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$140/bbl for biomass-to-liquid fuels produced by thermochemical conversion. Cellulosic ethanol produced by biochemical conversion costs $115/bbl of gasoline equivalent. The costs of coal-and-biomass-to-liquid fuels with CCS and cellulosic ethanol become more attractive if the price includes a CO2 price of $50 per metric ton.

Realizing the potential production of each of these fuels will require the permitting and construction of tens to hundreds of conversion plants with the associated transportation and delivery infrastructure. Given the magnitude of U.S. petroleum consumption and its expected growth, a business-as-usual approach for deploying these technologies will be insufficient to significantly reduce oil consumption. The development and demonstration of technology, construction of plant, and implementation of infrastructure require 10–20 years. In addition, investments in alternative fuels must be protected against fluctuations in crude oil prices.

Because geologic CO2 storage is key to several of these technologies, commercial demonstrations of coal-to-liquid and coal-and-biomass-to-liquid fuel technologies integrated with CCS need to proceed immediately if the United States is to deploy commercial plants by 2020. Moreover, detailed scenarios for biofuel and coal-to-liquid fuel market-penetration rates must be developed to ensure the full utilization of feedstock. In addition, current government and industry programs must be evaluated to determine whether emerging conversion technologies are capable of reducing U.S. oil consumption and CO2 emissions over the next decade.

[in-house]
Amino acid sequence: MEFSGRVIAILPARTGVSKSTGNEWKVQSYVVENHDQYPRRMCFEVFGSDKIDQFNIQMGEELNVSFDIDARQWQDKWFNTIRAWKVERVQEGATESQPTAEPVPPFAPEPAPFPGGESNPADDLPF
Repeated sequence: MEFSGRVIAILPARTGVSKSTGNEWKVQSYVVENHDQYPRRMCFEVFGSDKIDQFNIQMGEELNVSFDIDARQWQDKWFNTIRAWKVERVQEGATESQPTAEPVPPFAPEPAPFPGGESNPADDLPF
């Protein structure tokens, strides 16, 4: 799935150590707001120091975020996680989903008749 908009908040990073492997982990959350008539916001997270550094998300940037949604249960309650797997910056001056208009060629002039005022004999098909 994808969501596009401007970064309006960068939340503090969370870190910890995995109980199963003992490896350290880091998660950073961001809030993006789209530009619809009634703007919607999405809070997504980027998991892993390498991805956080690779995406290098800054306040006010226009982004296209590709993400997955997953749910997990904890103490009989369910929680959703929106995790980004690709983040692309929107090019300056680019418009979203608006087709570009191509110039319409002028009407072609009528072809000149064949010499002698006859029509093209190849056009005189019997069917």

Other Transportation Fuels

Technologies for producing transportation fuels from natural gas have been deployed or will be ready for deployment by 2020. But only if large supplies of natural gas are available at acceptable costs will the United States be likely to use natural gas as a feedstock for transportation fuel.

Hydrogen has considerable potential, as discussed in previous National Research Council reports.17 Hydrogen fuel-cell vehicles could yield large and sustained reductions in U.S. oil consumption and greenhouse gas emissions, but it will take several decades to realize these potential long-term benefits.


See, for example, National Research Council, Transitions to Alternative Transportation Technologies: A Focus on Hydrogen, The National Academies Press, Washington, D.C., 2008.

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